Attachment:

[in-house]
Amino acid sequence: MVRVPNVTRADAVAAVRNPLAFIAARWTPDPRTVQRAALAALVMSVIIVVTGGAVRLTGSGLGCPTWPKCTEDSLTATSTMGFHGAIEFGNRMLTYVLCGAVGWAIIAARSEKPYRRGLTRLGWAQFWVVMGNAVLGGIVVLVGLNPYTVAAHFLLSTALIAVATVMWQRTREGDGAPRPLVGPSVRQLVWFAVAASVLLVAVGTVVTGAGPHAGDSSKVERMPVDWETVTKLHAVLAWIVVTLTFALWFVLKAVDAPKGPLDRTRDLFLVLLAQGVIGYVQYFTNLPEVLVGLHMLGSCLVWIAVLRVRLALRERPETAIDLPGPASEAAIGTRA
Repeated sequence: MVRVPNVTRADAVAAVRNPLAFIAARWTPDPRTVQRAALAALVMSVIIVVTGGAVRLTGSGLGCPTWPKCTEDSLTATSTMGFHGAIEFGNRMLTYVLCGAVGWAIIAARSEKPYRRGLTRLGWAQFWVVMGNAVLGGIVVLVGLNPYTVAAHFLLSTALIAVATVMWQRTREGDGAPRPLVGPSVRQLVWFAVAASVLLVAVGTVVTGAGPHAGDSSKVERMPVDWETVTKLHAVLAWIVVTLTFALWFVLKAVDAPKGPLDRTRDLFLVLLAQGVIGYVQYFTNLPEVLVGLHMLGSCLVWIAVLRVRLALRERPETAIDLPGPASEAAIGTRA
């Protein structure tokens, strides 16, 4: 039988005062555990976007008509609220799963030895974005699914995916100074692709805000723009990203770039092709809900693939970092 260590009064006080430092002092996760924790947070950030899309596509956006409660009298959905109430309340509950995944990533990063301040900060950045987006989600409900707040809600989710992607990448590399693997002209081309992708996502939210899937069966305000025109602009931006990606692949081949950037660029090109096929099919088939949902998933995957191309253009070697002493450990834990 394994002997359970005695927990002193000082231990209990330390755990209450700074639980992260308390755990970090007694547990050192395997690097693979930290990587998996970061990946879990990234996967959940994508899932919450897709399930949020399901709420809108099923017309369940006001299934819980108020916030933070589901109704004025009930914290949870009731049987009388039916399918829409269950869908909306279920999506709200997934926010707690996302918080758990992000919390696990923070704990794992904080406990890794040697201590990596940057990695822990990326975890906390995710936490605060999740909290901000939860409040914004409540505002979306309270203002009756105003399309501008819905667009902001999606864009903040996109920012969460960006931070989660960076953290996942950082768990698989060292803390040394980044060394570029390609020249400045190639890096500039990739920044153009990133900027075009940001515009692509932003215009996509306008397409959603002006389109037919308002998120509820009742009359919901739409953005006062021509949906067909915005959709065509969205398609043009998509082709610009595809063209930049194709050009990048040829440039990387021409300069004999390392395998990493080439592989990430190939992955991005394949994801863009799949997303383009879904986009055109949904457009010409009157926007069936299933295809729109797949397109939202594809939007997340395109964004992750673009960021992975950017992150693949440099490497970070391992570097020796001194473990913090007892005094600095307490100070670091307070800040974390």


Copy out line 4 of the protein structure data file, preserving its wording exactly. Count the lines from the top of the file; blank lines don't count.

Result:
């Protein structure tokens, strides 16, 4: 039988005062555990976007008509609220799963030895974005699914995916100074692709805000723009990203770039092709809900693939970092 260590009064006080430092002092996760924790947070950030899309596509956006409660009298959905109430309340509950995944990533990063301040900060950045987006989600409900707040809600989710992607990448590399693997002209081309992708996502939210899937069966305000025109602009931006990606692949081949950037660029090109096929099919088939949902998933995957191309253009070697002493450990834990 394994002997359970005695927990002193000082231990209990330390755990209450700074639980992260308390755990970090007694547990050192395997690097693979930290990587998996970061990946879990990234996967959940994508899932919450897709399930949020399901709420809108099923017309369940006001299934819980108020916030933070589901109704004025009930914290949870009731049987009388039916399918829409269950869908909306279920999506709200997934926010707690996302918080758990992000919390696990923070704990794992904080406990890794040697201590990596940057990695822990990326975890906390995710936490605060999740909290901000939860409040914004409540505002979306309270203002009756105003399309501008819905667009902001999606864009903040996109920012969460960006931070989660960076953290996942950082768990698989060292803390040394980044060394570029390609020249400045190639890096500039990739920044153009990133900027075009940001515009692509932003215009996509306008397409959603002006389109037919308002998120509820009742009359919901739409953005006062021509949906067909915005959709065509969205398609043009998509082709610009595809063209930049194709050009990048040829440039990387021409300069004999390392395998990493080439592989990430190939992955991005394949994801863009799949997303383009879904986009055109949904457009010409009157926007069936299933295809729109797949397109939202594809939007997340395109964004992750673009960021992975950017992150693949440099490497970070391992570097020796001194473990913090007892005094600095307490100070670091307070800040974390």